Keyboard: Press the Windows + Tab keys together to switch through open apps.
Mouse: Move your mouse to the middle of the left edge, then click and drag to bring in the next app. To bring up a list of all running apps, just move your mouse to the top or bottom left corners of your screen and move it along the edge towards the center until your apps list appears.
Use two apps simultaneously
You can actually snap an open app into the right or left third of the screen by simply tapping and dragging it to the left or right edge of your screen until a thin vertical bar appears. You can do this from the top edge of an open app to make room for a second program, or drag an open app from the list along the left edge and snap it into the right or left edge of the screen.
Mouse: To snap an app to the right or left side of your screen, simply drag it to either edge (as though the mouse pointer were your finger) or just right-click on the app and select "Snap left" or "Snap right" from the context menu.
Keyboard: To snap an open app to the right side of your screen, press the Windows key + the period key. To snap it to the left, simply press the Windows key + Shift + the period key.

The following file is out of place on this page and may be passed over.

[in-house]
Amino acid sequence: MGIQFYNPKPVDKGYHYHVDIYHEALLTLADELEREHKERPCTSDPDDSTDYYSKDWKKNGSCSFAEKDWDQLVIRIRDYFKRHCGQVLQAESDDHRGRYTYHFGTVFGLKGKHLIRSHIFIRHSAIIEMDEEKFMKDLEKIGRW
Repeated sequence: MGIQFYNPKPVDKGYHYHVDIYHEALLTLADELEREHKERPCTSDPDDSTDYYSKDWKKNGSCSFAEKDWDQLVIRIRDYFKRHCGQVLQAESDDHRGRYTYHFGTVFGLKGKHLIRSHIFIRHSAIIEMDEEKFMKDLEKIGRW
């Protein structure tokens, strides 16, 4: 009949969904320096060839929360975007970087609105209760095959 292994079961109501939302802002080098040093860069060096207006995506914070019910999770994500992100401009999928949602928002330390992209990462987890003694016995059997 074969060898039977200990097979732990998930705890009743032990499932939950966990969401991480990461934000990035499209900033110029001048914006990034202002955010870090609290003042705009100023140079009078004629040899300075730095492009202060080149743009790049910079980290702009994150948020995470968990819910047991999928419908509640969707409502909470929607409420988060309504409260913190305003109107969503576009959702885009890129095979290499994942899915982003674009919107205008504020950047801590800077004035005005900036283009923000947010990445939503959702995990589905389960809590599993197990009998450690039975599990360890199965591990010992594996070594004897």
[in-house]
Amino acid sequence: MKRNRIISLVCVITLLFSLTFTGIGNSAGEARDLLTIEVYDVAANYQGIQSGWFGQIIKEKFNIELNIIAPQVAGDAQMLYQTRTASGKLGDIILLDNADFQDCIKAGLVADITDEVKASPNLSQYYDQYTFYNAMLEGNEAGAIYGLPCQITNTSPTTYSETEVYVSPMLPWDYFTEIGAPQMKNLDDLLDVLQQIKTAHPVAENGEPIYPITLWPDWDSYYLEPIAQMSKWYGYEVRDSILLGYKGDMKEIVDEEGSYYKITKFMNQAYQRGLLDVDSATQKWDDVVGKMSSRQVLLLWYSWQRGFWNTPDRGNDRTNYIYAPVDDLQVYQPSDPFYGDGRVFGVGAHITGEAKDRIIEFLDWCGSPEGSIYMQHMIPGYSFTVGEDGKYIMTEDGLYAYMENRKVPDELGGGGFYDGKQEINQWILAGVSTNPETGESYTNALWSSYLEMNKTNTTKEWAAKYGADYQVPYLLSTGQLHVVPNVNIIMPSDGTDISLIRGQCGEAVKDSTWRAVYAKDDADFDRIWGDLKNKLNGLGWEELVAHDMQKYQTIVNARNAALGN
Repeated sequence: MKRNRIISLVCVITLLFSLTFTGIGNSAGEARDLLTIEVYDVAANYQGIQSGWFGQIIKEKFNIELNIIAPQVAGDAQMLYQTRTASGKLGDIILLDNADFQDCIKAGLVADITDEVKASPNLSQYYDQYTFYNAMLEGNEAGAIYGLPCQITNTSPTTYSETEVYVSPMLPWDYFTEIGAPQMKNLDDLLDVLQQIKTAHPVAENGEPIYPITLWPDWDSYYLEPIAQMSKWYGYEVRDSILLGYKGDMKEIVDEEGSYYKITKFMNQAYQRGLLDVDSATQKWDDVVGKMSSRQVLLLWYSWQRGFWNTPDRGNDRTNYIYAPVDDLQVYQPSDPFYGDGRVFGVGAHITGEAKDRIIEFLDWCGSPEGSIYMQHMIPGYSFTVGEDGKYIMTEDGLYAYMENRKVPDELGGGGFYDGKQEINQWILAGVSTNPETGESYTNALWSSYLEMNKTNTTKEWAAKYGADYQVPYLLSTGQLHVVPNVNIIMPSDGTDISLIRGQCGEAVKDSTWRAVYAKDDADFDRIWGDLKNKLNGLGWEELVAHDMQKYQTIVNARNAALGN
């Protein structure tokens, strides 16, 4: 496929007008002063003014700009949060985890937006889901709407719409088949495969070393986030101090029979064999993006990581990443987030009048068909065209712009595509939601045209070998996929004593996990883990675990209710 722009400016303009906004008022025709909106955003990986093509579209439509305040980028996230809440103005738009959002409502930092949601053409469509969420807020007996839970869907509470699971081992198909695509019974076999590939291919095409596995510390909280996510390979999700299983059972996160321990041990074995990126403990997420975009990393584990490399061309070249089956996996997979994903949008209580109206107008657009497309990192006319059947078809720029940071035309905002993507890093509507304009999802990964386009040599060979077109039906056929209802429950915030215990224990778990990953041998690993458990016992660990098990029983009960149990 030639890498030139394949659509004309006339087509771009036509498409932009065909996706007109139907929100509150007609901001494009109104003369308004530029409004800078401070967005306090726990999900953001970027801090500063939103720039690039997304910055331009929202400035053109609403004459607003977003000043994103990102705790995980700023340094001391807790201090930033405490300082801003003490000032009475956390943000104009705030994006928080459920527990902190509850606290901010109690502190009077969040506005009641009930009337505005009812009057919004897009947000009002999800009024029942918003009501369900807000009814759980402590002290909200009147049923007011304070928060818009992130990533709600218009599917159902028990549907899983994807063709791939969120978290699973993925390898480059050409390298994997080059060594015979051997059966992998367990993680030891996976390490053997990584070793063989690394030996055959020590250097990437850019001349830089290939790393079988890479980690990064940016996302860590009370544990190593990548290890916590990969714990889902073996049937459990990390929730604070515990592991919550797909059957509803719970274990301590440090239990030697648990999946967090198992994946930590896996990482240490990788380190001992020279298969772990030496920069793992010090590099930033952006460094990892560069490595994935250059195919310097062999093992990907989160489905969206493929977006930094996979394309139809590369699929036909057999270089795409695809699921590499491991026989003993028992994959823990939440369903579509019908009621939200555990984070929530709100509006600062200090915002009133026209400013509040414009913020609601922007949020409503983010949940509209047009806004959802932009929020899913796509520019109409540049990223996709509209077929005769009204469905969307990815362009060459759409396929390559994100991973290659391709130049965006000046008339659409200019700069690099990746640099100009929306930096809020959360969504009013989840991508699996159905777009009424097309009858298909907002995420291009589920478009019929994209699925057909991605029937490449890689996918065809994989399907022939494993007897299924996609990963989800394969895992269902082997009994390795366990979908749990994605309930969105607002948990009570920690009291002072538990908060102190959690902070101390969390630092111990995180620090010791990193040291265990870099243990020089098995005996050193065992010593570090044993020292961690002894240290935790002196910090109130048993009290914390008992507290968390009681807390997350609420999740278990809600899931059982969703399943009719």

Close apps with a flick of the wrist
Close apps by dragging your finger down from the top of the screen until the app minimizes and begins to disappear into the bottom edge.
Mouse: Move your mouse to the top of the screen until the cursor morphs into a gnarled hand, then click and drag the app down until it begins to disappear into the bottom edge of the screen.
Keyboard: The classic ALT + F4 key combination still closes any open program; if you use it while no programs are open, it should trigger the Windows power management menu so you can shut down your PC.
Open your options menu with a swipe (or a right-click)
Swipe your finger up from the bottom edge to bring up the options menu in any Windows 8 app.
Mouse: Simply right-click in the empty space of any Windows 8 app to bring up the options menu.
Keyboard: Hit the Windows key + Z to bring up the options menu.